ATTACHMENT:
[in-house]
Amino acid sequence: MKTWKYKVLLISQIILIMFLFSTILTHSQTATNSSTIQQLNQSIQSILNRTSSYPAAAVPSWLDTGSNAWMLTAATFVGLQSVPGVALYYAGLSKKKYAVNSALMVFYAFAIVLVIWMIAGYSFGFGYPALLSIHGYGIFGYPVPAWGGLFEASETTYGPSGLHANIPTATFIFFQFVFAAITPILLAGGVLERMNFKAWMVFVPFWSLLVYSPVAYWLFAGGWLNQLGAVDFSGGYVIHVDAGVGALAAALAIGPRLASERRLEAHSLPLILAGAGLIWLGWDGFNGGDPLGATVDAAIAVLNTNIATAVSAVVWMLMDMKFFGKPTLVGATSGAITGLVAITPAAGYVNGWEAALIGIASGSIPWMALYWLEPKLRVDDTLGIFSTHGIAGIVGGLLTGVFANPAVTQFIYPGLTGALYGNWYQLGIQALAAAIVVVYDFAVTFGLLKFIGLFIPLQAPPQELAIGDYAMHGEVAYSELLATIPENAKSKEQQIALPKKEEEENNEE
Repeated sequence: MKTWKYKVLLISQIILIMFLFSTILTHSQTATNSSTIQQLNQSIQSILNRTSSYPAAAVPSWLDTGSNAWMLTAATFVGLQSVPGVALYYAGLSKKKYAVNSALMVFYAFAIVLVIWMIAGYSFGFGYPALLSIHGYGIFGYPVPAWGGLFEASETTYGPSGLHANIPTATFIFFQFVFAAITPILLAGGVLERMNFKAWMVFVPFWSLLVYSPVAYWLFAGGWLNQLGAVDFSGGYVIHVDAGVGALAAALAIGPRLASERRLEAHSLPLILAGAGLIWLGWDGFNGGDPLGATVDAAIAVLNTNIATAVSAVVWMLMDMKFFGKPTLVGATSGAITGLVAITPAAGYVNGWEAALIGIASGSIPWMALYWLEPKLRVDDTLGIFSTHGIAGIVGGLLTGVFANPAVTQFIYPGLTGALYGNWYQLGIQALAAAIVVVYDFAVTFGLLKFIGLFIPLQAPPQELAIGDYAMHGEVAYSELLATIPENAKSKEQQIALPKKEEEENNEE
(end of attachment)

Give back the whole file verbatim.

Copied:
[in-house]
Amino acid sequence: MKTWKYKVLLISQIILIMFLFSTILTHSQTATNSSTIQQLNQSIQSILNRTSSYPAAAVPSWLDTGSNAWMLTAATFVGLQSVPGVALYYAGLSKKKYAVNSALMVFYAFAIVLVIWMIAGYSFGFGYPALLSIHGYGIFGYPVPAWGGLFEASETTYGPSGLHANIPTATFIFFQFVFAAITPILLAGGVLERMNFKAWMVFVPFWSLLVYSPVAYWLFAGGWLNQLGAVDFSGGYVIHVDAGVGALAAALAIGPRLASERRLEAHSLPLILAGAGLIWLGWDGFNGGDPLGATVDAAIAVLNTNIATAVSAVVWMLMDMKFFGKPTLVGATSGAITGLVAITPAAGYVNGWEAALIGIASGSIPWMALYWLEPKLRVDDTLGIFSTHGIAGIVGGLLTGVFANPAVTQFIYPGLTGALYGNWYQLGIQALAAAIVVVYDFAVTFGLLKFIGLFIPLQAPPQELAIGDYAMHGEVAYSELLATIPENAKSKEQQIALPKKEEEENNEE
Repeated sequence: MKTWKYKVLLISQIILIMFLFSTILTHSQTATNSSTIQQLNQSIQSILNRTSSYPAAAVPSWLDTGSNAWMLTAATFVGLQSVPGVALYYAGLSKKKYAVNSALMVFYAFAIVLVIWMIAGYSFGFGYPALLSIHGYGIFGYPVPAWGGLFEASETTYGPSGLHANIPTATFIFFQFVFAAITPILLAGGVLERMNFKAWMVFVPFWSLLVYSPVAYWLFAGGWLNQLGAVDFSGGYVIHVDAGVGALAAALAIGPRLASERRLEAHSLPLILAGAGLIWLGWDGFNGGDPLGATVDAAIAVLNTNIATAVSAVVWMLMDMKFFGKPTLVGATSGAITGLVAITPAAGYVNGWEAALIGIASGSIPWMALYWLEPKLRVDDTLGIFSTHGIAGIVGGLLTGVFANPAVTQFIYPGLTGALYGNWYQLGIQALAAAIVVVYDFAVTFGLLKFIGLFIPLQAPPQELAIGDYAMHGEVAYSELLATIPENAKSKEQQIALPKKEEEENNEE